Cool collaboration between two minimalist composers/musicians. Before Velvet Underground, Cale was performing minimal pieces with the likes of La Monte Young, Tony Conrad, etc. while Riley is one of the pioneers of the movement with "In C." This has the two playing various pianos, synths, organs; on the opening track, Cale plays a cool bass-line. On the two long tracks there's a killer drummer too, who is criminally not credited on the record... I read a bit online and found out it was David Rosenboom from Blood, Sweat And Tears! His jazzy, in-the-pocket groove gives the pieces an early Krautrock-kinda feel; Can or Neu come to mind. Good stuff.
Text by Tom Hyland, formerly of The Shop Fronts and Imaginary Icons, as well as the man behind the much-missed Dot Dash booking empire. Be sure to check out Gowanus Wine Merchants, his shop in scenic Brooklyn, U.S.A.
A real gem! The Hollywood Brats were a glam-era, pre-punk band from early 1970s. The band included Casino Steel (who later co-founded The Boys). The recordings, from winter of '73-'74, didn't come out until 1979 and 1980 on Cherry Red (reissued via Italy's Get Back in the early 2000s). Amazing guitar-fueled rock'n'roll in the NY Dolls tradition (the opening track has a Johnny Thunders riff for sure). A few songs were later re-recorded by The Boys for their first full length ("Sick On You" and 'Tumble With Me.") Essential.
Digging For Gold is a new A.I.T.A. column by Tom Hyland, formerly of great NYC bands The Shop Fronts and Imaginary Icons, as well as the man behind the much-missed Dot Dash booking empire. Be sure to check out his new wine shop, Gowanus Wine Merchants in scenic Brooklyn, U.S.A.
"When spring came, even the false spring, there were no problems except where to be happiest. The only thing that could spoil a day was people and if you could keep from making engagements, each day had no limits. People were always the limiters of happiness except for the very few that were as good as spring itself."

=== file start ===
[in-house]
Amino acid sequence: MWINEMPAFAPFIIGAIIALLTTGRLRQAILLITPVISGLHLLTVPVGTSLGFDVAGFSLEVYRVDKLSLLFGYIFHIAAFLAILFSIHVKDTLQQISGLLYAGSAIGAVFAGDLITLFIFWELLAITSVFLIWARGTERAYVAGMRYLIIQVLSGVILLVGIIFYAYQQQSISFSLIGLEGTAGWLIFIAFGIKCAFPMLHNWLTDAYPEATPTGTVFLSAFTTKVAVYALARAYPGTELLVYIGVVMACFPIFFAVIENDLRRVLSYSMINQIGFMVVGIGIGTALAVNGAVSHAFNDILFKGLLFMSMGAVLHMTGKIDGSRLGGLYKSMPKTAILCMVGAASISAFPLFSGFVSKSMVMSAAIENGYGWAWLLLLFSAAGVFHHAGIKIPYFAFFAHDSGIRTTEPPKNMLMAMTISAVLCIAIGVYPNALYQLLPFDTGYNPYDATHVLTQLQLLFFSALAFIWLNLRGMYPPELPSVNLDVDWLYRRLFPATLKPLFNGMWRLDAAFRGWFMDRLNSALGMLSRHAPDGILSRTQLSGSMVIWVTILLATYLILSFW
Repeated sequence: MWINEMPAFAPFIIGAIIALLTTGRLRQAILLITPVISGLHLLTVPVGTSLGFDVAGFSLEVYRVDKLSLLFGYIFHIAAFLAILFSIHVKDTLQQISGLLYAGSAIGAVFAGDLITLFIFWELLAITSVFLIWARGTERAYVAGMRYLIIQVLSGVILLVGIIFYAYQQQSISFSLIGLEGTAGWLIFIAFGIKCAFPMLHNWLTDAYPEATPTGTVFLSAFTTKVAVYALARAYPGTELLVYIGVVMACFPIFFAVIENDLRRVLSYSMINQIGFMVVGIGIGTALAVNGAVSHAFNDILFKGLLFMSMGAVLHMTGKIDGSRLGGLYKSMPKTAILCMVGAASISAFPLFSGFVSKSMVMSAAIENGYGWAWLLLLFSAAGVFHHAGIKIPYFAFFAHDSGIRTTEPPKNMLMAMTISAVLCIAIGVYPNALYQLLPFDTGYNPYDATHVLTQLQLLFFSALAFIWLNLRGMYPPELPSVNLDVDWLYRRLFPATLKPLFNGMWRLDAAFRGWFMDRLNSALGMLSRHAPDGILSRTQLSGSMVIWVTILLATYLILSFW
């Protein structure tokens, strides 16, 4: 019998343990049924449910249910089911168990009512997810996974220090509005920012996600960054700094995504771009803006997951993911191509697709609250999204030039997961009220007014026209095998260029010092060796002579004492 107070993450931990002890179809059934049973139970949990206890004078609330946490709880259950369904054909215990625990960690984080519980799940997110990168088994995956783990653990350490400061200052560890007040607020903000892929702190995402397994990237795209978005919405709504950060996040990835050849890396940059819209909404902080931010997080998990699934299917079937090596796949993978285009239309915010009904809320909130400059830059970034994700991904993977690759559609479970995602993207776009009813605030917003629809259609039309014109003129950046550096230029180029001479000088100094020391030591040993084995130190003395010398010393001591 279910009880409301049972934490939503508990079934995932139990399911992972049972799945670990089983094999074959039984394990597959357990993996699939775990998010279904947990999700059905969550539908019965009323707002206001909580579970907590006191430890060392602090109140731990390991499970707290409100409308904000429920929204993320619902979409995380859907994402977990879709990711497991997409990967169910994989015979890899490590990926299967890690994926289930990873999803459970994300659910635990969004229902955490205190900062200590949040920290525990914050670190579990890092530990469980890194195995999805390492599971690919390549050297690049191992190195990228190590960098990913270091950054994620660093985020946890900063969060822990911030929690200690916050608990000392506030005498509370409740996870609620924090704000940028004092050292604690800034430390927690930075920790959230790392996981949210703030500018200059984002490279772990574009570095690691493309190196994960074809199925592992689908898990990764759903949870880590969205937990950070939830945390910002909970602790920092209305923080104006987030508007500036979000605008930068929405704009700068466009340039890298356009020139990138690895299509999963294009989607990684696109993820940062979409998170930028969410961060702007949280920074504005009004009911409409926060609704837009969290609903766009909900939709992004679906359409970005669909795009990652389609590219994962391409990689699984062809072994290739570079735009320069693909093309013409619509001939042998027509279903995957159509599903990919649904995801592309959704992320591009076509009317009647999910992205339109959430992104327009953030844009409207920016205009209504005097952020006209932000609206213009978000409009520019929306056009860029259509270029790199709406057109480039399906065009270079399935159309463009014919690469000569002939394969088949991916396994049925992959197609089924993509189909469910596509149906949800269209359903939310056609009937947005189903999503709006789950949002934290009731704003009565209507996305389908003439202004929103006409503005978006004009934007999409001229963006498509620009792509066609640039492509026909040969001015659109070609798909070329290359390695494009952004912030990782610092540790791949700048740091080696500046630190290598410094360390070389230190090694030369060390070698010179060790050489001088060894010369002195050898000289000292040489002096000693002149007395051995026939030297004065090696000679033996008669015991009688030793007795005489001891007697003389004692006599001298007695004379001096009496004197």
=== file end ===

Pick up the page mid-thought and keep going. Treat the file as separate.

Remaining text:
"It was reviewing movies that made Roger Ebert as famous and wealthy as many of the stars who felt the sting or caress of his pen or were the recipients of his televised thumbs-up or thumbs-down judgments. But in his words and in his life he displayed the soul of a poet whose passions and interests extended far beyond the darkened theaters where he spent so much of his life." ... Story continues here: A Film Critic With The Soul Of A Poet (Chicago Tribune)
"We are imperfect mortal beings, aware of that mortality even as we push it away, failed by our very complication, so wired that when we mourn our losses we also mourn, for better or for worse, ourselves. As we were. As we are no longer. As we will one day not be at all."
Paul Williams was the founder of Crawdaddy, the first rock magazine that treated the music as music and not a teenage fad. He was a gifted writer who provided a platform for many others, and his influence is felt by anyone who regards rock'n'roll as a medium that can be both fun and thought provoking. Williams died last night surrounded by his family, including his wife, the gifted singer and songwriter Cindy Lee Berryhill.
“We leave a stain, we leave a trail, we leave our imprint. Impurity, cruelty, abuse, error, excrement, semen — there's no other way to be here. Nothing to do with disobedience. Nothing to do with grace or salvation or redemption. It’s in everyone. Indwelling. Inherent. Defining. The stain that is there before its mark."
"How many slams in an old screen door? Depends how loud you shut it. How many slices in a bread? Depends how thin you cut it. How much good inside a day? Depends how good you live 'em. How much love inside a friend? Depends how much you give 'em."
"The most important thing to remember about drunks is that drunks are far more intelligent than non-drunks. They spend a lot of time talking in pubs, unlike workaholics who concentrate on their careers and ambitions, who never develop their higher spiritual values, who never explore the insides of their head like a drunk does."
"When I was very young, I admired hardened criminals locked behind prison doors; I visited inns and taverns they frequented; with their eyes, I saw the blue sky and the blossoming work of the fields; I tracked their scent through cities. They were more powerful than saints, more prudent than explorers — and they, they alone, were witnesses to glory and reason!"